Vladimir Guerrero Jr.’s ongoing breakout season resumed in the Dominican League, where the 18-year-old third baseman was suiting up for Escogido.
While on the one hand, playing winter ball allows Guerrero to live out a childhood dream, Blue Jays farm director Gil Kim said, “It’s really encouraging for us that he has specific goals that he’s working towards.”
In particular, the priorities for Guerrero are to improve his defensive footwork and range at third base, while continuing his physical development by working with one of the club’s strength and conditioning coaches a couple times a week.
Guerrero batted .323/.425/.485 in a combined 119 games at low Class A Lansing and high Class A Dunedin this season, establishing himself among a small handful of the game’s very best prospects. Helping his cause is that he walked 76 times against 62 strikeouts, demonstrating a command of the strike zone rare for any player, let alone a teenager.
With Escogido, “there will be some nights he’ll be facing a couple of big leaguers before a packed house, and then there’s other nights where there might be more A-ball type guys,” Kim said. “What you do get consistently is a pressure-filled environment and talented players. It’s a different type of environment and it really helps players improve in handling pressure situations.”
A start at Double-A New Hampshire is possible for Guerrero in 2018, but right now that’s less likely than a return to Dunedin, where he would be positioned for a quick promotion with a strong opening.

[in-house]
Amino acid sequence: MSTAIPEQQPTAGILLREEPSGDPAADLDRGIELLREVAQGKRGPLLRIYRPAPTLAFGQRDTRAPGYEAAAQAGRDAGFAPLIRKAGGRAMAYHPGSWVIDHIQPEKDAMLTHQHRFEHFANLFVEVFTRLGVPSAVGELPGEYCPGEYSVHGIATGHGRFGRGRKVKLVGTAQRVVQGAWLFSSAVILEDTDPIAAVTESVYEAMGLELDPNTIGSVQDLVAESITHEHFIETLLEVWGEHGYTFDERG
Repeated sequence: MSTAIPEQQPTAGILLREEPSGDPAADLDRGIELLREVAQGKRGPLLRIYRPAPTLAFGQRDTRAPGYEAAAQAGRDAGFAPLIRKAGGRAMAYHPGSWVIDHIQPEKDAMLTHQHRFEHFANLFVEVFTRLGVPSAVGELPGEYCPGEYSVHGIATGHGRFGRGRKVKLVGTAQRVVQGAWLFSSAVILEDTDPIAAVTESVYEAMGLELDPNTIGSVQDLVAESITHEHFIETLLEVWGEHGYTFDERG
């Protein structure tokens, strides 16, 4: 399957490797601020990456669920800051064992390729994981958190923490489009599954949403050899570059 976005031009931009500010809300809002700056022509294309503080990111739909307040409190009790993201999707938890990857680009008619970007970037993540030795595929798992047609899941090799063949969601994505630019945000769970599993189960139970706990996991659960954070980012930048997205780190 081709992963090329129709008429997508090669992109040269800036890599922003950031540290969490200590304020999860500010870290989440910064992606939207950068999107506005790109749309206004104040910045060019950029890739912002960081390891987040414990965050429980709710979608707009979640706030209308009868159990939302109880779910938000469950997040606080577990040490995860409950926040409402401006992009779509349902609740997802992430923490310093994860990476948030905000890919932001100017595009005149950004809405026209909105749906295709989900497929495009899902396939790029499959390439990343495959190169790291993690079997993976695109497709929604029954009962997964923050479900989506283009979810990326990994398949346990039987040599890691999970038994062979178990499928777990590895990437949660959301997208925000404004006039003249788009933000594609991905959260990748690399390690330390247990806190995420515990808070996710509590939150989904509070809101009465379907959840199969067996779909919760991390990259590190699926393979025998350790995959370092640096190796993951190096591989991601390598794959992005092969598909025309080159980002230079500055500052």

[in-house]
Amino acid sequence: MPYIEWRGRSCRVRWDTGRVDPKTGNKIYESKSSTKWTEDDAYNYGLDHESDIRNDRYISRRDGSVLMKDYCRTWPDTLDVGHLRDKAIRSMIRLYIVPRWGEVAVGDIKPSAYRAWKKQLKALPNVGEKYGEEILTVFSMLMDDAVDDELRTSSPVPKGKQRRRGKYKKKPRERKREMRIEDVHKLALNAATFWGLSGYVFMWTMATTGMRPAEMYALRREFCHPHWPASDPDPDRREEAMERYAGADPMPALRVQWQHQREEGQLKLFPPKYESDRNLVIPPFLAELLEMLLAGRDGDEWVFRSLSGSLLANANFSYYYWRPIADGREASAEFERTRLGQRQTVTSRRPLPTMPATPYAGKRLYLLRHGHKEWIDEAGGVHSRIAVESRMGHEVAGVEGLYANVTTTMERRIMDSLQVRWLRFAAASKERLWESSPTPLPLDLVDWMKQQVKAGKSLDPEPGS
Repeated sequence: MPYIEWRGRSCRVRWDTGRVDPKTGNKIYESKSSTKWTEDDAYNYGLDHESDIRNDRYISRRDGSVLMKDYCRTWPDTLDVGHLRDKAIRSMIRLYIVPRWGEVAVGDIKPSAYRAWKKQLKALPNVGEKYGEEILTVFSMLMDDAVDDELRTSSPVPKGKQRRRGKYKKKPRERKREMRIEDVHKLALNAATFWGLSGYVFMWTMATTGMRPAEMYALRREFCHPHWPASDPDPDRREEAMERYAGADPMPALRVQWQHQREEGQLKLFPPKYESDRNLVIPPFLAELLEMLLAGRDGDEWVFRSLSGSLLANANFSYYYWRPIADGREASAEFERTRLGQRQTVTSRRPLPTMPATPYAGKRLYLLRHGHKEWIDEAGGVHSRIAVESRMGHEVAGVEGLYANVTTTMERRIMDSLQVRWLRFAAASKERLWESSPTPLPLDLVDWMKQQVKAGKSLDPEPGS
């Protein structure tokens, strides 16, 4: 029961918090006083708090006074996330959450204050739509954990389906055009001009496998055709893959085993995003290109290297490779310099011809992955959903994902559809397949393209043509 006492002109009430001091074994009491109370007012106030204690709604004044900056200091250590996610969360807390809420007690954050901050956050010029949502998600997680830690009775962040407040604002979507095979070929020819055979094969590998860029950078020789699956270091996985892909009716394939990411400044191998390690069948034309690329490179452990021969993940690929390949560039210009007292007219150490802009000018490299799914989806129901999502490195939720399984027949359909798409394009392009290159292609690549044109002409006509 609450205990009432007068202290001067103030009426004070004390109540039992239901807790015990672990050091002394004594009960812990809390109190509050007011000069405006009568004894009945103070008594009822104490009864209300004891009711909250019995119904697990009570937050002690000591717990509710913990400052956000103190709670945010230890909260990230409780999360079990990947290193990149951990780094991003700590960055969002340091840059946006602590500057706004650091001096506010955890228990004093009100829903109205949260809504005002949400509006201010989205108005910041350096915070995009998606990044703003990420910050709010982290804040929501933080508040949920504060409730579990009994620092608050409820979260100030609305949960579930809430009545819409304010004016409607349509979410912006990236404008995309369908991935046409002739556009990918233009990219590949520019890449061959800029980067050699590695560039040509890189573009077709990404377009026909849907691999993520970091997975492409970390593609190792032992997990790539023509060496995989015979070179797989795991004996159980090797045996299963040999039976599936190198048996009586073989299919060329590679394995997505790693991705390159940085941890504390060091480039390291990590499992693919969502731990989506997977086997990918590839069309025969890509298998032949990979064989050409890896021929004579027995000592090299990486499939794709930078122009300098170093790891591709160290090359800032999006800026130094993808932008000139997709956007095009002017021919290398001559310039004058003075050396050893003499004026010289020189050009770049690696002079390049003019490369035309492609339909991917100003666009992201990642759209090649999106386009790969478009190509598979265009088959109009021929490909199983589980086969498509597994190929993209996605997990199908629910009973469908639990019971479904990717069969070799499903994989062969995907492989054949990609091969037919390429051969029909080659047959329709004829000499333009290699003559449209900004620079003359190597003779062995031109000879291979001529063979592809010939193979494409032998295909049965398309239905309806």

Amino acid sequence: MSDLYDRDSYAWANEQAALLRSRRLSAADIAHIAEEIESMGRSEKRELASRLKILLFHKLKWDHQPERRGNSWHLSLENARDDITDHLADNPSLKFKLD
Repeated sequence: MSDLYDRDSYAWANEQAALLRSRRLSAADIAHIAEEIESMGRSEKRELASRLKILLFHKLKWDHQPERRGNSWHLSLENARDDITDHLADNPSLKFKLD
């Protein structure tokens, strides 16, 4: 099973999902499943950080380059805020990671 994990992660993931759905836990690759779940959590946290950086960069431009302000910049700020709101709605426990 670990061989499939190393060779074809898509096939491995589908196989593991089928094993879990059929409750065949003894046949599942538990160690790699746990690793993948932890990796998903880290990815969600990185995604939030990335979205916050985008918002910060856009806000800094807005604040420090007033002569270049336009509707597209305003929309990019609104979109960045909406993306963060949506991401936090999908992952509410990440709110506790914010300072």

At the end of the season, general manager Ross Atkins didn’t rule out a big league debut in 2018 but cautioned against expecting one.
“I suppose there’s a chance,” Atkins said. “I just think it’s unlikely that a player moves through the system in two and a half years.
“Based on the way we’re constructed, absolutely it could happen . . . (But) for him to be the best potential offensive and defensive player, maximizing the opportunity in the minor leagues is extremely important.”
• New Hampshire manager Gary Allenson, short-season Vancouver manager Rich Miller and Lansing pitching coach Willie Collazo were all fired after the season and Kim expects no other changes to the minor league staff. “At this point, we’re comfortable with what we’re lined up for,” he said.
• Max Pentecost, a 2014 first-round pick, caught 20 games this season at Dunedin and will continue to get more innings there in the Arizona Fall League as the Blue Jays look to increase his defensive workload next year.